Different energy and electricity production sources/methods are going to emit different amounts of carbon.
This can be directly, or indirectly throughout the lifecycle of the energy production method.
In this guide, we look at how much carbon coal, gas, nuclear, solar, wind and others emit.
How Does Energy & Electricity Production Emit Carbon & Other Greenhouse Gases
There’s usually two ways:
- directly – through the burning/combustion of fossil fuels (primarily)
- indirectly – includes greenhouse gases emitted through the lifecycle of generating the energy and not just directly at the energy production stage e.g. manufacturing solar panels creates emissions in fabrication through sourcing materials, and putting together the panels themselves, the frames etc.
How Much Carbon Electricity & Energy Sources Emit In The United States
In 2017, CO2 emissions from U.S. electric power sector by source were:
- Coal – 1207 million metric tons, and 69% of total emissions
- Natural Gas – 506, and 29%
- Petroleum – 19, and 1%
- Other – 12, and less than 1%
Emissions of carbon dioxide (CO2) by the U.S. electric power sector were 1,744 million metric tons, or about 34% of the total U.S. energy-related CO2 emissions of 5,140 million metric tons.
Breakdown Of Total Energy Generation By Source, In The US
In 2017 in the United States:
- 63% of … electricity generation was from fossil fuels (coal, natural gas, petroleum, and other gases).
- About 20% was from nuclear energy
- … and about 17% was from renewable energy sources.
Read a full breakdown at https://www.eia.gov/tools/faqs/faq.php?id=427&t=3
Carbon Footprint Of Different Energy/Electricity Sources
- Coal generally requires more water than nuclear, and generates more greenhouse gases emissions and other pollutants than any other energy source (about 2.15 lb CO2 per kWh electricity)
- Natural gas emits about half the carbon emissions of coal (about 1.22 lb CO2 per kWh electricity) and requires less water than coal, but still needs an enormous amount of water for drilling activities and conversion to electricity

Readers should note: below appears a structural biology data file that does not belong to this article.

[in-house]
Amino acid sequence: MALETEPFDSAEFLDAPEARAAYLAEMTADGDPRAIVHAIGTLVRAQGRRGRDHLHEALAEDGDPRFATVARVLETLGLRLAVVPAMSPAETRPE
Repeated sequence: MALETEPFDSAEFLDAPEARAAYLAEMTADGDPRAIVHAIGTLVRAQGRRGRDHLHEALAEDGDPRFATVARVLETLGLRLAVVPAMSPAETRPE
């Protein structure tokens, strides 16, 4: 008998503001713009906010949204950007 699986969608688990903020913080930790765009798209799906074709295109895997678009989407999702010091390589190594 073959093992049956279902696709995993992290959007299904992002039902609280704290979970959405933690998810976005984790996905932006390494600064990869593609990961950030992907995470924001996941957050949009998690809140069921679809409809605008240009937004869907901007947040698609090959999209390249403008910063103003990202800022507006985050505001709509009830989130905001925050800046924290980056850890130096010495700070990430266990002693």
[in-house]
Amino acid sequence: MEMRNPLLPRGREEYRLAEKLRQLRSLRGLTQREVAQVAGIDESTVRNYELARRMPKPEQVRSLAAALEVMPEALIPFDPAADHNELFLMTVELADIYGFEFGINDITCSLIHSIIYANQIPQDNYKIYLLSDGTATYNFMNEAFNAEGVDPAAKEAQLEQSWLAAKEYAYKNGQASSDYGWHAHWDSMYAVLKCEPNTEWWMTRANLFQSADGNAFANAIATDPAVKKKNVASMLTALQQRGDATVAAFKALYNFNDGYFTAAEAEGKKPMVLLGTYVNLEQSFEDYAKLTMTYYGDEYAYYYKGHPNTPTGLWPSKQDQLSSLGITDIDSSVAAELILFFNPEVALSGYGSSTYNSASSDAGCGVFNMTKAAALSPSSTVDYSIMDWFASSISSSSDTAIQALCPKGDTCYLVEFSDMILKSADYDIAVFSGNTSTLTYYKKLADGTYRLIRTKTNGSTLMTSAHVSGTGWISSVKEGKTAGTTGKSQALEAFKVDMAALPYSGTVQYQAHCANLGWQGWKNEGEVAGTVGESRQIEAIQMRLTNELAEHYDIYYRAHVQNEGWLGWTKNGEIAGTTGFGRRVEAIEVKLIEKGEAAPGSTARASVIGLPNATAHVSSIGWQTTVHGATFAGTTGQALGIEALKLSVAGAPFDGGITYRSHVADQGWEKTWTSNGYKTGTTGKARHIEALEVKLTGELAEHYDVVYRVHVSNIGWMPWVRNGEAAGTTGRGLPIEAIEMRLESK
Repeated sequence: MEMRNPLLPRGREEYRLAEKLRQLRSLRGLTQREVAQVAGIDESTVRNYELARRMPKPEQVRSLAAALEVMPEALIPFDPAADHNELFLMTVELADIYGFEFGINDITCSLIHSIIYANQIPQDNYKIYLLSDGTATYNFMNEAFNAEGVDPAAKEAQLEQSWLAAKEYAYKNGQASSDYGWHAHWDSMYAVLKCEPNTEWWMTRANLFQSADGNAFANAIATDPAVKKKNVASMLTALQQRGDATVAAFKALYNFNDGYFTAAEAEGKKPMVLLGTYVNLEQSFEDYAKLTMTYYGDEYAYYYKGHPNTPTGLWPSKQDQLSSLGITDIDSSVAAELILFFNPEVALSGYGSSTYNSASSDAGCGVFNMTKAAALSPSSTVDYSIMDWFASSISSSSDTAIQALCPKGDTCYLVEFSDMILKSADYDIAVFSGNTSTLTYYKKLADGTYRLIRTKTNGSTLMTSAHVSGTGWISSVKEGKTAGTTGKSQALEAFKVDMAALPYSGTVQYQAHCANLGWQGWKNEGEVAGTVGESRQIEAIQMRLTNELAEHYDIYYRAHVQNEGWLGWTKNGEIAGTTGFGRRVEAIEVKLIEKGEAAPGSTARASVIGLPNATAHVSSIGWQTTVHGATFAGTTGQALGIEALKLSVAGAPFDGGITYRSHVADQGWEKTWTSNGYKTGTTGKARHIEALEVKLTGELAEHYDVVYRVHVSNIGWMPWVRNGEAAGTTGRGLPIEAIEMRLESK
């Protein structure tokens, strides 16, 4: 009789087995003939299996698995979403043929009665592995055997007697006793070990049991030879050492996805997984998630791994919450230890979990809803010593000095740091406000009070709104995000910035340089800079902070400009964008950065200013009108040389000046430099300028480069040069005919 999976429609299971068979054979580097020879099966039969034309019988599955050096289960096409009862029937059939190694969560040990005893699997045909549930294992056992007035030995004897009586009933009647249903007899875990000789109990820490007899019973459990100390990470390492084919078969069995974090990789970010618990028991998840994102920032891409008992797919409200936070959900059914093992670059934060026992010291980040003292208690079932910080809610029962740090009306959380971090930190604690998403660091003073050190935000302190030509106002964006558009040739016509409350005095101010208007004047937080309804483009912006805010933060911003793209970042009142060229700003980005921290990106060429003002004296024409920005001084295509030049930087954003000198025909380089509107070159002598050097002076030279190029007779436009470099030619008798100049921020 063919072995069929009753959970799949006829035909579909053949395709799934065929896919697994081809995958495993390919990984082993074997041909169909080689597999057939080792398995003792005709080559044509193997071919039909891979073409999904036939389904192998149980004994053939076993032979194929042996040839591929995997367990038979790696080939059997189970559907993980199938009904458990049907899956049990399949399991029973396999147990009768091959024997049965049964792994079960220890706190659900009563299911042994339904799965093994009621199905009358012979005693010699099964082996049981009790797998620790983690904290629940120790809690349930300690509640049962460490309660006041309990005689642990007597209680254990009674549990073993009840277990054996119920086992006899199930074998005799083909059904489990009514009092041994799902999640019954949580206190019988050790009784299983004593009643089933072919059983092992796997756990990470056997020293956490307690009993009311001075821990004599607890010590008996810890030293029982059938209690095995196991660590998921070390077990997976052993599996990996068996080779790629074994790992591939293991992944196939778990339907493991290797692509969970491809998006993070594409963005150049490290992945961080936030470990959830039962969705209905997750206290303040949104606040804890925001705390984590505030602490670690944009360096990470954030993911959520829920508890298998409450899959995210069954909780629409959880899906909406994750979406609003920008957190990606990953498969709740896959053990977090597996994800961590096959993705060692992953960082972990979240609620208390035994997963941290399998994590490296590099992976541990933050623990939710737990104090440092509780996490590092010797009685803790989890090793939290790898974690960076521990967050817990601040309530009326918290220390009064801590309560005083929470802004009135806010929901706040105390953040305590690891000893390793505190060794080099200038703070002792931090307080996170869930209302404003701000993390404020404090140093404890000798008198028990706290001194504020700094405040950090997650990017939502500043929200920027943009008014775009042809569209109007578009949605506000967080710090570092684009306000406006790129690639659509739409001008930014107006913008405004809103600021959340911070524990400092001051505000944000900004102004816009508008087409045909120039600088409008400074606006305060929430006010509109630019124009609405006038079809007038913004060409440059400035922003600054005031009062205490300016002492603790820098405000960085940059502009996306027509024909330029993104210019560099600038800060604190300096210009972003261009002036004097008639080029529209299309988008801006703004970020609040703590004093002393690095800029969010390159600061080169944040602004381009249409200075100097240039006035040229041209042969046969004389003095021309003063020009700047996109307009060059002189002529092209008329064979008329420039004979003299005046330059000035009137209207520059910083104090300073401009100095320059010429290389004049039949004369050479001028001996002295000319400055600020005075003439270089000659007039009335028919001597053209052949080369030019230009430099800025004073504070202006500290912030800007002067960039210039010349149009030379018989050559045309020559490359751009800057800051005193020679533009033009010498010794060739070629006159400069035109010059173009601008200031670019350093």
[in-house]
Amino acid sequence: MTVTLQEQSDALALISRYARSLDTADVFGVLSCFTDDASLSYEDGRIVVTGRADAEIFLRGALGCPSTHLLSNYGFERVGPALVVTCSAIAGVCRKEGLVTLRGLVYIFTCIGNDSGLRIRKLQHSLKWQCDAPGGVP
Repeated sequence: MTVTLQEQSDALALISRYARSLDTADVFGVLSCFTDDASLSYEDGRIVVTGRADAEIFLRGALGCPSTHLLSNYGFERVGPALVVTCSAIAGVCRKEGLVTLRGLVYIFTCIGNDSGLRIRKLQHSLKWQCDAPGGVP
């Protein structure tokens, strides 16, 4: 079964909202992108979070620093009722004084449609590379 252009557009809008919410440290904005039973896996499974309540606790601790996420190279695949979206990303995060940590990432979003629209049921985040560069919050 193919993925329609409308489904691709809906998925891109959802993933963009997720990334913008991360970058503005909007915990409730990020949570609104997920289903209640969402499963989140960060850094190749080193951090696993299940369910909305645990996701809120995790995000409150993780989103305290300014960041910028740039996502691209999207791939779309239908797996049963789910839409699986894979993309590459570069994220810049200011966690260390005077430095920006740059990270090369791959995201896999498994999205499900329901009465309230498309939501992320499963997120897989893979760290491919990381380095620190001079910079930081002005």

- Wind and solar energy consume little to no water and generate negligible carbon emissions
The Life cycle CO2 equivalent (including albedo effect) from selected electricity supply technologies .. arranged by gCO2eq per kWh (CO2 equivalent per kilowatt hour of electricity supplied) in median values … are:
- Coal – 820 (median gCO2eq per kWh)
- Biomass (co-firing with coal) – 740
- Gas (combined cycle) – 490
- Biomass (dedicated) – 230
- Solar PV (utility scale) – 48
- Solar PV (rooftop) – 41
- Geothermal – 38
- Concentrated Solar Power – 27
- Hydropower – 24
- Wind Offshore – 12
- Nuclear – 12
- Wind Onshore – 11
As we can see, coal comes out rated worst, whilst most of the renewables have lower lifecycle emissions.
In the UK, the lifecycle carbon footprint of different energy production sources is:
- Conventional Coal Combustion – [results in emissions of the order of] >1,000 gCO2eq/kWh (CO2 equivalent per kilowatt hour)
- Newer gasification plants – <800gCO2eq/kWh
- Oil-fired electricity generation plants – ~650gCO2eq/kWh
- Current gas powered electricity generation – ~500gCO2eq/kWh)
- Biomass (combustion of low density miscanthus) – 93gCO2eq/kWh
- Photovoltaic power systems (in UK) – 58gCO2eq/kWh
- Photovoltaic power systems (in Europe) – 35gCO2eq/kWh (because there is more sunlight, so overall operating hours are greater and energy output is higher)
- Wave & Tidal – 25-50gCO2eq/kWh
- Biomass (gasification of higher density wood-chip) – 25gCO2eq/kWh
- Hydro (storage scheme) – ~10-30gCO2eq/kWh
- Offshore Wind – 5.25gCO2eq/kWh
- Nuclear Power Generation – ~5gCO2eq/kWh
- Hydro (run of river scheme) – <5gCO2eq/kWh
- Onshore Wind – 4.64gCO2eq/kWh
More lifecycle carbon footprint stats of different energy sources can be found at https://en.wikipedia.org/wiki/Environmental_impact_of_electricity_generation (in the table under the ‘water usage’ section.
Trends Of Emissions By Energy & Electricity Production In The US, and Potential Solutions To Decrease Emissions
Read more at https://www.epa.gov/ghgemissions/sources-greenhouse-gas-emissions